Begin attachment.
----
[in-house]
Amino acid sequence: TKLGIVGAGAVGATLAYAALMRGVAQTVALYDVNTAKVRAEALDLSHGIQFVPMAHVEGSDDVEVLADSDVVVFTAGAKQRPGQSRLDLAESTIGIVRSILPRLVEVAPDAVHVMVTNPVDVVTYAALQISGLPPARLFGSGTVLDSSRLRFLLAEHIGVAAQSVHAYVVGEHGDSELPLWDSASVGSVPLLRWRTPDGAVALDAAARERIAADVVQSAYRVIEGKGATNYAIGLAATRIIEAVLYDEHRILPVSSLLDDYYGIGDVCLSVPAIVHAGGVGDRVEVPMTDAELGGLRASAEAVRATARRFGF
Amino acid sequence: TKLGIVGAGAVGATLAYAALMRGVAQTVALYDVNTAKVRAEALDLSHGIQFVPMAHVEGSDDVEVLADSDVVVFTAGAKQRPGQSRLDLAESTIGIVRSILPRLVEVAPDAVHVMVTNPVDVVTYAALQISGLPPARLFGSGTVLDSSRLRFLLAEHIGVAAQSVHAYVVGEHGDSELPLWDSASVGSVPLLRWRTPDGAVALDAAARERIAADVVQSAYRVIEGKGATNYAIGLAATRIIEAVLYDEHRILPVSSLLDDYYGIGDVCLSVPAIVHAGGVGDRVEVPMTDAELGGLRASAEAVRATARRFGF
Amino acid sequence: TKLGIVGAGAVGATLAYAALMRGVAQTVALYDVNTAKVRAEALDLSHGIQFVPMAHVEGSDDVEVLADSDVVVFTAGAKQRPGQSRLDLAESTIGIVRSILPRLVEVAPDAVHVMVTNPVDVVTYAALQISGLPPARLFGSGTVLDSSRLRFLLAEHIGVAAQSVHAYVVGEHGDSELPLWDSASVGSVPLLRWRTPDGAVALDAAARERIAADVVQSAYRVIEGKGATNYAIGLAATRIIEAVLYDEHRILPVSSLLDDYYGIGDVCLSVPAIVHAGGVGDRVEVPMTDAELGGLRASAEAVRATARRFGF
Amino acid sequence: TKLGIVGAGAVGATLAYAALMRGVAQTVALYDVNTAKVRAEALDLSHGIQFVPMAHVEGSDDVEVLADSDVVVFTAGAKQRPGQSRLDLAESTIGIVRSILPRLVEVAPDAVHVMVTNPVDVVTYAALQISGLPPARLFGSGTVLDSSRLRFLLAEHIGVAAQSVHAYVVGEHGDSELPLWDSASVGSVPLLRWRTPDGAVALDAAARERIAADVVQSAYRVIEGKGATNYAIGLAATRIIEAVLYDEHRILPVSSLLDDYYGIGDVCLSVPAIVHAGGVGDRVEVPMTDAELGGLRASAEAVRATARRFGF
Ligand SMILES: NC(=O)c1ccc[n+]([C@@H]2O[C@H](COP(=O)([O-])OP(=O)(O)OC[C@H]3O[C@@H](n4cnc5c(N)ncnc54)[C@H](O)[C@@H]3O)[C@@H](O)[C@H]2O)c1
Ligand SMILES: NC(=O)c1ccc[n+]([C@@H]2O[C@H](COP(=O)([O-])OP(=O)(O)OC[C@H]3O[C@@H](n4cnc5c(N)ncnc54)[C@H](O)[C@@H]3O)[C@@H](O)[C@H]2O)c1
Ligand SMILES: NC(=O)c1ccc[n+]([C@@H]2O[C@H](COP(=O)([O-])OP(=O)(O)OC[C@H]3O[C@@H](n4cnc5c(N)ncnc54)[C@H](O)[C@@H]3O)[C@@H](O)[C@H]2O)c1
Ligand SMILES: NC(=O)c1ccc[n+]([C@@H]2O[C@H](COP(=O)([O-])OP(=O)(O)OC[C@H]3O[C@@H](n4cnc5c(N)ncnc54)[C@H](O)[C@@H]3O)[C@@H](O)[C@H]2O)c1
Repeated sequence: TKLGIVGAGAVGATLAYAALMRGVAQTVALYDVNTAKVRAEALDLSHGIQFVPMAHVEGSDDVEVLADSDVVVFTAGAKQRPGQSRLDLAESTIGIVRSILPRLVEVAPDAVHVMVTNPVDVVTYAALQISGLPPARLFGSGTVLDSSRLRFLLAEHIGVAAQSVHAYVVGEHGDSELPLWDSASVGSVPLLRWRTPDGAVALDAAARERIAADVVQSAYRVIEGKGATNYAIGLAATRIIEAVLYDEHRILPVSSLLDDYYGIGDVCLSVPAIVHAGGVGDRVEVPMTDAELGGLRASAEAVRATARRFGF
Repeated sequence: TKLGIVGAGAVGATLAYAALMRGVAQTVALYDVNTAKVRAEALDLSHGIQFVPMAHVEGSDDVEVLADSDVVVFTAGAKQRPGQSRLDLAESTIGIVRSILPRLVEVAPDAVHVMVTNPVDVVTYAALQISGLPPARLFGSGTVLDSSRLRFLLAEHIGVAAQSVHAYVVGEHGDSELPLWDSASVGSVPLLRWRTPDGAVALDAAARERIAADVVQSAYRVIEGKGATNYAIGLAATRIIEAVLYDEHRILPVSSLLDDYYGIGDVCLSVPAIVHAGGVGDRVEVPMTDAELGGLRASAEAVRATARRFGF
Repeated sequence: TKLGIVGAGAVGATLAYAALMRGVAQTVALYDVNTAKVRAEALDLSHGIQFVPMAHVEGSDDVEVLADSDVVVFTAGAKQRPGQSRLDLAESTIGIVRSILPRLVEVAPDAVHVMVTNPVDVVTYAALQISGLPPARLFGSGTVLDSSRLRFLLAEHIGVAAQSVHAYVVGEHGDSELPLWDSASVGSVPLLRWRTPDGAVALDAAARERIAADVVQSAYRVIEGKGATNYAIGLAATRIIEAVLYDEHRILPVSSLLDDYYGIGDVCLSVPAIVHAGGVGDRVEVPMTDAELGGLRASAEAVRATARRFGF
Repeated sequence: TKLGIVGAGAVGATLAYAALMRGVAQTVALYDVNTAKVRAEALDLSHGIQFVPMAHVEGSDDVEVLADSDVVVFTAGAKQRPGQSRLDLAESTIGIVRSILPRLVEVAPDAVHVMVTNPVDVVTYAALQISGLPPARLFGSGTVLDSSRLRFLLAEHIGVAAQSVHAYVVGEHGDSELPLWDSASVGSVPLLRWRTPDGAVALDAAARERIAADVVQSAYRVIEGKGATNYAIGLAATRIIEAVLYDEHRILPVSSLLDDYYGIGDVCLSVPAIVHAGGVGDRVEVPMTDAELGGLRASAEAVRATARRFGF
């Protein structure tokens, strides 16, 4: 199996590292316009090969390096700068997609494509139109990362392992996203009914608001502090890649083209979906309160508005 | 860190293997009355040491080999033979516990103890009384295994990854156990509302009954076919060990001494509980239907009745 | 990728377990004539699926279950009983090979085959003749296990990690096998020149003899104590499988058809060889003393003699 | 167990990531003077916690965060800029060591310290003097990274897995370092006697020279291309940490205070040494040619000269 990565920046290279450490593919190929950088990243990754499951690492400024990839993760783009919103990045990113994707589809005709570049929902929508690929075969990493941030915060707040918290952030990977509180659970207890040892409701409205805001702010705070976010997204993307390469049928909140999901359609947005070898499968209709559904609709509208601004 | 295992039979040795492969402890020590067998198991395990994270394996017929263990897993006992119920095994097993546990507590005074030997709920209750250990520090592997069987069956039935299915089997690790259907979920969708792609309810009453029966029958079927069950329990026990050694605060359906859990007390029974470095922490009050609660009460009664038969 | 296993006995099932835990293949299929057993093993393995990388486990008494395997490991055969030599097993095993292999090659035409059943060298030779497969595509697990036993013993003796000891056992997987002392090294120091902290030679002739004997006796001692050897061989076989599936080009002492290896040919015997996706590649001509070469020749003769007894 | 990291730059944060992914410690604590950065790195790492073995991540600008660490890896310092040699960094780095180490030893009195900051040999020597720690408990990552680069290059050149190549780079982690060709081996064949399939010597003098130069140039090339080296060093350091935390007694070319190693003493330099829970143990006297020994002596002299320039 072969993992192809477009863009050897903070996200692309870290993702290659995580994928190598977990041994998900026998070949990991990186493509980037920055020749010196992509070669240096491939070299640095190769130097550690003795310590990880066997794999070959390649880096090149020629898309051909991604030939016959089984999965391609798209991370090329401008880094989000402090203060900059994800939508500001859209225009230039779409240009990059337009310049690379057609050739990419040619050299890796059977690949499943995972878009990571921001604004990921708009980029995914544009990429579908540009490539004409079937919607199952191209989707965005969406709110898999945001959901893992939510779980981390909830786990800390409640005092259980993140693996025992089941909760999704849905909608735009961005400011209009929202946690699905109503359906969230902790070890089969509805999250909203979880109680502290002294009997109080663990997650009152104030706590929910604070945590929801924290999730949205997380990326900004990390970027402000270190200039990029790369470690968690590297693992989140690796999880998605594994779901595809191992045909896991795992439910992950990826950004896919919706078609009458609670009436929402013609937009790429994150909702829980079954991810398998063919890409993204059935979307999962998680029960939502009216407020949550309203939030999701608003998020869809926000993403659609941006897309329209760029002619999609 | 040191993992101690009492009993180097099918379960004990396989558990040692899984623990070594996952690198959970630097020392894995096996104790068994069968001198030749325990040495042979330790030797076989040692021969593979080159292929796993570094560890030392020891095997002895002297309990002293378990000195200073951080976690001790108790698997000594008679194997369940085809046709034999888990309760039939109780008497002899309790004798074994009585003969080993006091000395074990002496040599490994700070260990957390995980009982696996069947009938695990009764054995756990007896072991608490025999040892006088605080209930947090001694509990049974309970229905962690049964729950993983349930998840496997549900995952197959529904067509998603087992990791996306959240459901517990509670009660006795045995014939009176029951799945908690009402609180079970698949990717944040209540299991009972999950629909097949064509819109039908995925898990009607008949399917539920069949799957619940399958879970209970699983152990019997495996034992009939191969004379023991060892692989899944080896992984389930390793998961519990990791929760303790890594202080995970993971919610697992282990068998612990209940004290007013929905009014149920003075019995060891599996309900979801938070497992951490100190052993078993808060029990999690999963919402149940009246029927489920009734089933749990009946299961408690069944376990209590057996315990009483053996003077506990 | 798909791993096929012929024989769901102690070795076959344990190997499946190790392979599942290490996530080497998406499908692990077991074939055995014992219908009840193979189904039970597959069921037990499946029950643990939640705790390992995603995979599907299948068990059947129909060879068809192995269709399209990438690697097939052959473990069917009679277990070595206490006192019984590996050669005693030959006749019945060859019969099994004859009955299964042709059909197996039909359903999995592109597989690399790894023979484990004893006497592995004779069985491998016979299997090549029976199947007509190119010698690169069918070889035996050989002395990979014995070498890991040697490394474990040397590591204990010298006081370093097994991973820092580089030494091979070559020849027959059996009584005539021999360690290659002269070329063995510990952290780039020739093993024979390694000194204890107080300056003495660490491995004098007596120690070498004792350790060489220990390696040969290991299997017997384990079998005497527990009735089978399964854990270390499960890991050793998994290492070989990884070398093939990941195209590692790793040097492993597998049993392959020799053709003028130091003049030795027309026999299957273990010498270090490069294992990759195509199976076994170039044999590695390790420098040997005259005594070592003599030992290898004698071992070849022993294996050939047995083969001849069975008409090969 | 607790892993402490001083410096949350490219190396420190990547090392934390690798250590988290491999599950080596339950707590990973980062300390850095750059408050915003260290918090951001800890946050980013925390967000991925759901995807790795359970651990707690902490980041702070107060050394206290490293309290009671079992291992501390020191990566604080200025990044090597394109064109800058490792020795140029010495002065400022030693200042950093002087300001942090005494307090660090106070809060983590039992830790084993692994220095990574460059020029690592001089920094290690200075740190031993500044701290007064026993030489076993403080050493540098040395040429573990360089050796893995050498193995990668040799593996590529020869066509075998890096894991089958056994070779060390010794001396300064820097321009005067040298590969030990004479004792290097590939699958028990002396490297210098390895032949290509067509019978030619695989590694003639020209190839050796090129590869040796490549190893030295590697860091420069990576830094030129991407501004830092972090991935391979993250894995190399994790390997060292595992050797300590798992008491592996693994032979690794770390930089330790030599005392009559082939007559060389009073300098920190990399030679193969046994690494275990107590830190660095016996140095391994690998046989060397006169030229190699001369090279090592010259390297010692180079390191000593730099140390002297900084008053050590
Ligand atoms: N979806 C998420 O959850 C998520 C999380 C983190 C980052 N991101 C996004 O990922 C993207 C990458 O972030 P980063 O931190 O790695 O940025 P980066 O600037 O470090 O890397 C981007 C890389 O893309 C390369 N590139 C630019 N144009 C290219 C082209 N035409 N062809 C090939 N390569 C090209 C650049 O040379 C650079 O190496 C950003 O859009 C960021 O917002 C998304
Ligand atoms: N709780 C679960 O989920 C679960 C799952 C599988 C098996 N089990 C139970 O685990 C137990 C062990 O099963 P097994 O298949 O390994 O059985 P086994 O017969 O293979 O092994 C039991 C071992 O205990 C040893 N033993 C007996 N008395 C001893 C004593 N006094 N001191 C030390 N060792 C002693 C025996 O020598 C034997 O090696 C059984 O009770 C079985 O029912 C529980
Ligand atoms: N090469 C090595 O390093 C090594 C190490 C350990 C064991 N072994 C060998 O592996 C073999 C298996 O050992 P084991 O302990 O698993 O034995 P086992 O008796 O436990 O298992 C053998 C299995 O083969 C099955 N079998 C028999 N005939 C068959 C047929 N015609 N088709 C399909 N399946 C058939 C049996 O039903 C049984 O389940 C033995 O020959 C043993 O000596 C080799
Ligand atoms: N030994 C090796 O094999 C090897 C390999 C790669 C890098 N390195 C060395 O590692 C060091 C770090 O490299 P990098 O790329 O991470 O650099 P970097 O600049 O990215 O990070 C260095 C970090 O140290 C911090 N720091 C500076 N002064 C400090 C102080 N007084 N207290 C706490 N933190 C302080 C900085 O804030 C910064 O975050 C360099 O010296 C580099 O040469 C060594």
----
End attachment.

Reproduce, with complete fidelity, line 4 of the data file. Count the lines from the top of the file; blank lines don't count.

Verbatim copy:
Amino acid sequence: TKLGIVGAGAVGATLAYAALMRGVAQTVALYDVNTAKVRAEALDLSHGIQFVPMAHVEGSDDVEVLADSDVVVFTAGAKQRPGQSRLDLAESTIGIVRSILPRLVEVAPDAVHVMVTNPVDVVTYAALQISGLPPARLFGSGTVLDSSRLRFLLAEHIGVAAQSVHAYVVGEHGDSELPLWDSASVGSVPLLRWRTPDGAVALDAAARERIAADVVQSAYRVIEGKGATNYAIGLAATRIIEAVLYDEHRILPVSSLLDDYYGIGDVCLSVPAIVHAGGVGDRVEVPMTDAELGGLRASAEAVRATARRFGF